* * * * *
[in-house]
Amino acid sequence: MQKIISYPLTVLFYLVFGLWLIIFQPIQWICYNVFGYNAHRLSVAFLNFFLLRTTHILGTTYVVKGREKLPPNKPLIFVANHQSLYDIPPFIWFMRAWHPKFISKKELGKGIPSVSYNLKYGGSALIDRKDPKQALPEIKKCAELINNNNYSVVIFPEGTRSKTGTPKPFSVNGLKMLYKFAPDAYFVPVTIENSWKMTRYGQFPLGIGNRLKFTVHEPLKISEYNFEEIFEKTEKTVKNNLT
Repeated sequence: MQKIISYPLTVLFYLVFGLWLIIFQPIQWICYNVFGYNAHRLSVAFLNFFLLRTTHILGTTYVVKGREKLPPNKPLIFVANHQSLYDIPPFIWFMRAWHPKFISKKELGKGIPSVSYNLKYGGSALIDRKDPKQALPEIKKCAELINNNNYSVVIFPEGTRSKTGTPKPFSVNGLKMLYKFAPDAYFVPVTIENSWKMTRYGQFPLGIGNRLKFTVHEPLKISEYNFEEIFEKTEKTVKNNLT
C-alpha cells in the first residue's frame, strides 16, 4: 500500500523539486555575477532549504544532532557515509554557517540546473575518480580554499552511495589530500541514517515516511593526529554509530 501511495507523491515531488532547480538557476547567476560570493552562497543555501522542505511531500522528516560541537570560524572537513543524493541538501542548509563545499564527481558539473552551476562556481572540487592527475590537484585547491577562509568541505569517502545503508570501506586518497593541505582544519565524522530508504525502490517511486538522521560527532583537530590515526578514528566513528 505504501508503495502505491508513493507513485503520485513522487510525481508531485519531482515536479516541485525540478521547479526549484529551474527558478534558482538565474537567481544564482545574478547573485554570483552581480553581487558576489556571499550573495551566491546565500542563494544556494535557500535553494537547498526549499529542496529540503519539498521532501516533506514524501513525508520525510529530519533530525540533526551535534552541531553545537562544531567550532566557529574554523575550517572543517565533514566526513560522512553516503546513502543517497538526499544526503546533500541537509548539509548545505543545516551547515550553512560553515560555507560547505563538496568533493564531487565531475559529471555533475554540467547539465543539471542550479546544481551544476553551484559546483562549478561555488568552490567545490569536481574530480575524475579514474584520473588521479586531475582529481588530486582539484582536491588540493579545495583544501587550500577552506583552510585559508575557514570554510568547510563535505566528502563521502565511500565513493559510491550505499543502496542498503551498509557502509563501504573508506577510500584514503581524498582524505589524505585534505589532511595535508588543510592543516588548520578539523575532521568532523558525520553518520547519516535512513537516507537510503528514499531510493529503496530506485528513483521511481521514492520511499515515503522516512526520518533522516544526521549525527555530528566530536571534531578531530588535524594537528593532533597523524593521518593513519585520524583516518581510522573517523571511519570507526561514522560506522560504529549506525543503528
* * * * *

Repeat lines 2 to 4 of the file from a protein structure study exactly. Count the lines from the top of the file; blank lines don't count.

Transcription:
Amino acid sequence: MQKIISYPLTVLFYLVFGLWLIIFQPIQWICYNVFGYNAHRLSVAFLNFFLLRTTHILGTTYVVKGREKLPPNKPLIFVANHQSLYDIPPFIWFMRAWHPKFISKKELGKGIPSVSYNLKYGGSALIDRKDPKQALPEIKKCAELINNNNYSVVIFPEGTRSKTGTPKPFSVNGLKMLYKFAPDAYFVPVTIENSWKMTRYGQFPLGIGNRLKFTVHEPLKISEYNFEEIFEKTEKTVKNNLT
Repeated sequence: MQKIISYPLTVLFYLVFGLWLIIFQPIQWICYNVFGYNAHRLSVAFLNFFLLRTTHILGTTYVVKGREKLPPNKPLIFVANHQSLYDIPPFIWFMRAWHPKFISKKELGKGIPSVSYNLKYGGSALIDRKDPKQALPEIKKCAELINNNNYSVVIFPEGTRSKTGTPKPFSVNGLKMLYKFAPDAYFVPVTIENSWKMTRYGQFPLGIGNRLKFTVHEPLKISEYNFEEIFEKTEKTVKNNLT
C-alpha cells in the first residue's frame, strides 16, 4: 500500500523539486555575477532549504544532532557515509554557517540546473575518480580554499552511495589530500541514517515516511593526529554509530 501511495507523491515531488532547480538557476547567476560570493552562497543555501522542505511531500522528516560541537570560524572537513543524493541538501542548509563545499564527481558539473552551476562556481572540487592527475590537484585547491577562509568541505569517502545503508570501506586518497593541505582544519565524522530508504525502490517511486538522521560527532583537530590515526578514528566513528 505504501508503495502505491508513493507513485503520485513522487510525481508531485519531482515536479516541485525540478521547479526549484529551474527558478534558482538565474537567481544564482545574478547573485554570483552581480553581487558576489556571499550573495551566491546565500542563494544556494535557500535553494537547498526549499529542496529540503519539498521532501516533506514524501513525508520525510529530519533530525540533526551535534552541531553545537562544531567550532566557529574554523575550517572543517565533514566526513560522512553516503546513502543517497538526499544526503546533500541537509548539509548545505543545516551547515550553512560553515560555507560547505563538496568533493564531487565531475559529471555533475554540467547539465543539471542550479546544481551544476553551484559546483562549478561555488568552490567545490569536481574530480575524475579514474584520473588521479586531475582529481588530486582539484582536491588540493579545495583544501587550500577552506583552510585559508575557514570554510568547510563535505566528502563521502565511500565513493559510491550505499543502496542498503551498509557502509563501504573508506577510500584514503581524498582524505589524505585534505589532511595535508588543510592543516588548520578539523575532521568532523558525520553518520547519516535512513537516507537510503528514499531510493529503496530506485528513483521511481521514492520511499515515503522516512526520518533522516544526521549525527555530528566530536571534531578531530588535524594537528593532533597523524593521518593513519585520524583516518581510522573517523571511519570507526561514522560506522560504529549506525543503528